The American Calgarian

Tales of a Midwesterner transplanted in Western Canada

Archive for the tag “training”

Are you there, Endorphins? Its me, Erika..

Training is ramping up for the marathon in July. My mileage is increasing and my legs are getting that tired/energized weirdness. It is also the time in marathon training where I just want the race to happen already. Mid-training fatigue. Well into training, but not real close to the race, I am having a “mid-life” crisis of sorts. This past week was the pits. Monday’s run went well and was followed by a family bike ride. Tuesday’s run not so much. It was windy and dusty and I struggled through eleven kilometers while eating dirt and gravel stirred up by cars and wind. Then, the rain came. It rained on and off Wednesday, with the only break in the evening when my daughter had a soccer game. I am one of the coaches for her team, so was not able to get a run in on Wednesday. It was fine with me. I was still licking wounds from the day before. But Thursday and Friday offered no relief from the rain. Other issues arose that required my attention and I missed running both days. By Friday evening, I was a cranky mess.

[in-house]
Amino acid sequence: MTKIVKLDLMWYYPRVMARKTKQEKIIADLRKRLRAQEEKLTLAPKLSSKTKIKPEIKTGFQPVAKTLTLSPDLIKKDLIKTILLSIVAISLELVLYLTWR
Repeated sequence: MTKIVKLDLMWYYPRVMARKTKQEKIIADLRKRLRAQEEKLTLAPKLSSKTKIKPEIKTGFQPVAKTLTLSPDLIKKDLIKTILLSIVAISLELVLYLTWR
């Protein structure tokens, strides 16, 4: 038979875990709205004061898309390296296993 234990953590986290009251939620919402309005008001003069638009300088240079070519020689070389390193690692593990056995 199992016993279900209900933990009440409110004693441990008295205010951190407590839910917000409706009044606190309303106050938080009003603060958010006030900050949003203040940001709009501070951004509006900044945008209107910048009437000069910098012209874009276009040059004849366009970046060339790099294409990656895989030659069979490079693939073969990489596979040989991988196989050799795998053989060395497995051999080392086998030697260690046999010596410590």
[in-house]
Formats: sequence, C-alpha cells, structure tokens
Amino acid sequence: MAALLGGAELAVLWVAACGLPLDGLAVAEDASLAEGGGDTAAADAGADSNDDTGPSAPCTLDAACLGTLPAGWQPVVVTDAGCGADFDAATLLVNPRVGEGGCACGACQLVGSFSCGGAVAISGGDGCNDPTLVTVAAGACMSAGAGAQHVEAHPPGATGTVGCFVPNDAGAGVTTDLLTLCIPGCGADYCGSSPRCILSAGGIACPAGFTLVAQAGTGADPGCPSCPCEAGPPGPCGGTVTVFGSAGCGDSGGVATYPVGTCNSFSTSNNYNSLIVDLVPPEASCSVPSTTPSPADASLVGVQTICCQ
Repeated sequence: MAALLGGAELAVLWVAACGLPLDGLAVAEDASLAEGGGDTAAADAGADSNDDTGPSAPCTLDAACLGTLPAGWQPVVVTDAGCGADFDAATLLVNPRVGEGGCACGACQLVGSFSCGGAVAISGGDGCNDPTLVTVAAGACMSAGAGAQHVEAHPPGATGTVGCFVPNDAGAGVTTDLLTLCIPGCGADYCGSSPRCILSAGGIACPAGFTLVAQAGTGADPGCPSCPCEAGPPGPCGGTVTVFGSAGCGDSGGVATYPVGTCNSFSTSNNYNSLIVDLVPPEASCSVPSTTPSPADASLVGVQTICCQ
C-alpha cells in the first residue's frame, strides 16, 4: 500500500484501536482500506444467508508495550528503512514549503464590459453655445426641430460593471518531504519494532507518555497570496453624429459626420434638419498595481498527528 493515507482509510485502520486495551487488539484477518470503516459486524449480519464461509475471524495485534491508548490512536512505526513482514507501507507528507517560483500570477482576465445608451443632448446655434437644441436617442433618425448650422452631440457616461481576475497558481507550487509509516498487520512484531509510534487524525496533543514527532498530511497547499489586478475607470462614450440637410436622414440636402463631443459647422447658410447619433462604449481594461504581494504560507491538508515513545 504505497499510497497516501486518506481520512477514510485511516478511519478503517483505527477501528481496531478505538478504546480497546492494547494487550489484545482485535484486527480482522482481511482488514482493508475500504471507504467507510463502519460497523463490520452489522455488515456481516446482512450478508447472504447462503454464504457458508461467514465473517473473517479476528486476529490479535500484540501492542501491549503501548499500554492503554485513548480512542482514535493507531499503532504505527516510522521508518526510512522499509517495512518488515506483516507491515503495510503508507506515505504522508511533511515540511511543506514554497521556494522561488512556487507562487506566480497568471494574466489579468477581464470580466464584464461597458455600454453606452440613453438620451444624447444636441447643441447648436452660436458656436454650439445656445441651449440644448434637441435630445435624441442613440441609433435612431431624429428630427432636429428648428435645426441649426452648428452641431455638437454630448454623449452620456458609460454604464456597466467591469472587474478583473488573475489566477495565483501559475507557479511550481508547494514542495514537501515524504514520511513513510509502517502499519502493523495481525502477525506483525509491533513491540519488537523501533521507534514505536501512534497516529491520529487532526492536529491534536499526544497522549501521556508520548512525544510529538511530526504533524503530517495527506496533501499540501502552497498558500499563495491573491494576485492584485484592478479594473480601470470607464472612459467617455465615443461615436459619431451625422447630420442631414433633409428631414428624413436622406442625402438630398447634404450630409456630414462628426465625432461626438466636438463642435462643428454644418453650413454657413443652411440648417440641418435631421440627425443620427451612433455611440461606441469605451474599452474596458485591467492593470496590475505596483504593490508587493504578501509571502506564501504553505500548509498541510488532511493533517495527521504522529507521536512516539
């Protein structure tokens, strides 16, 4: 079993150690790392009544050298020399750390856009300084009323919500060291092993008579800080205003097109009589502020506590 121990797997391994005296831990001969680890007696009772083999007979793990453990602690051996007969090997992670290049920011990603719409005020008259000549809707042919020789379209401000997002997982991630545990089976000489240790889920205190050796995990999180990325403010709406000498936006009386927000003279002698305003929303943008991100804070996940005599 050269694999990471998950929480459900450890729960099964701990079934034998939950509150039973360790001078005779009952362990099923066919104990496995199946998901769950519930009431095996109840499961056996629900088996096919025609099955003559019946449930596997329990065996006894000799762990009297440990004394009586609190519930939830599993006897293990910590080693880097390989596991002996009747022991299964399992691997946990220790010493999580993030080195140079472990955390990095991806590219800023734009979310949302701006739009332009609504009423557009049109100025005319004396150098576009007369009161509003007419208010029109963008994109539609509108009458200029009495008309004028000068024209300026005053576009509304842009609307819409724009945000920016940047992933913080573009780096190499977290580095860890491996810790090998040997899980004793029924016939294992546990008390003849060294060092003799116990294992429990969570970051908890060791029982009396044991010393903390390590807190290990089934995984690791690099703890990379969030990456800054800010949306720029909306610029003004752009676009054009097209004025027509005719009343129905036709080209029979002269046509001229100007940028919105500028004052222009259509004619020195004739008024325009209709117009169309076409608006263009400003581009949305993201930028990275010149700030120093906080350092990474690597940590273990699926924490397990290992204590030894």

So, what to do? A twenty-nine kilometer training run was on the docket for the weekend and rain was in the forecast for Saturday. Also, all of my kids had activities over the weekend, so to fit in a three-hour run was going to be a trick even on a nice day. I paced. And bugged my husband. And tweeted to friends in town asking for advice. Thing was, if I ran Saturday, chances were I was going to get wet. If I ran Sunday, I would certainly be re-routed by the ScotiaBank Calgary Marathon happening in town. I made a decision and went to bed.
Saturday morning came. I got my daughter to her weekend festivities and ran inside on the treadmill. After lunch, I made my way down to the expo to register for the Calgary Half-Marathon.
Absolutely no regrets. Race day was sunny and cool. I was able to ride down with a neighborhood running partner, running her first race, and met up with other friends prior to the start.
The start was slow. The field was full and moved along steadily, yet slowly. My funk from the previous week was lifting with each step, as it is impossible to stay angry/stressed when running, (Kathrine Switzer guaranteed it). I passed a sign that was meant for a certain charity, “remember why you are here”, and started to think about it. What reason did I have for doing this race? None, really, other than it fit into my training schedule and I was “blah” from the previous week’s training. So I thought about the upcoming full marathon for which I am training. What could I do as a race pace? Goal in finishing time? hmmm..